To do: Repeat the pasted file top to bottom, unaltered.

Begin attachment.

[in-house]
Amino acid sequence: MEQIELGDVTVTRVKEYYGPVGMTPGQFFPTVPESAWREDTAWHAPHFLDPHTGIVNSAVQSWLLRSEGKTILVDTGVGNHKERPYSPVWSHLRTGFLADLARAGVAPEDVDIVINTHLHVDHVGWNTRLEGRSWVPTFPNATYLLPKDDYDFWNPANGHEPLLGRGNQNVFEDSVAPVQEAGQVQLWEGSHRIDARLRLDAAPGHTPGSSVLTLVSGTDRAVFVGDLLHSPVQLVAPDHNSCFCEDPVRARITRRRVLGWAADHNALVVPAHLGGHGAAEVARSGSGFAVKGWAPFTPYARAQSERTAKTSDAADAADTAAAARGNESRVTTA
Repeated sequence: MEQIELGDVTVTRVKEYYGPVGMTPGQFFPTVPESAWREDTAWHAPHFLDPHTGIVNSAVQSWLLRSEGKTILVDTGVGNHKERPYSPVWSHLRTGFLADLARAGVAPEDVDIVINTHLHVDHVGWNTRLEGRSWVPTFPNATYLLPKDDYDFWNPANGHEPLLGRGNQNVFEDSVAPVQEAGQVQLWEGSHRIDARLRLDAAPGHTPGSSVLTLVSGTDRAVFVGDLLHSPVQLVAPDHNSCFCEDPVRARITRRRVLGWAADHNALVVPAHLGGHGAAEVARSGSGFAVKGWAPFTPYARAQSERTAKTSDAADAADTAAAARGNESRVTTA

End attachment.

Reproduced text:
[in-house]
Amino acid sequence: MEQIELGDVTVTRVKEYYGPVGMTPGQFFPTVPESAWREDTAWHAPHFLDPHTGIVNSAVQSWLLRSEGKTILVDTGVGNHKERPYSPVWSHLRTGFLADLARAGVAPEDVDIVINTHLHVDHVGWNTRLEGRSWVPTFPNATYLLPKDDYDFWNPANGHEPLLGRGNQNVFEDSVAPVQEAGQVQLWEGSHRIDARLRLDAAPGHTPGSSVLTLVSGTDRAVFVGDLLHSPVQLVAPDHNSCFCEDPVRARITRRRVLGWAADHNALVVPAHLGGHGAAEVARSGSGFAVKGWAPFTPYARAQSERTAKTSDAADAADTAAAARGNESRVTTA
Repeated sequence: MEQIELGDVTVTRVKEYYGPVGMTPGQFFPTVPESAWREDTAWHAPHFLDPHTGIVNSAVQSWLLRSEGKTILVDTGVGNHKERPYSPVWSHLRTGFLADLARAGVAPEDVDIVINTHLHVDHVGWNTRLEGRSWVPTFPNATYLLPKDDYDFWNPANGHEPLLGRGNQNVFEDSVAPVQEAGQVQLWEGSHRIDARLRLDAAPGHTPGSSVLTLVSGTDRAVFVGDLLHSPVQLVAPDHNSCFCEDPVRARITRRRVLGWAADHNALVVPAHLGGHGAAEVARSGSGFAVKGWAPFTPYARAQSERTAKTSDAADAADTAAAARGNESRVTTA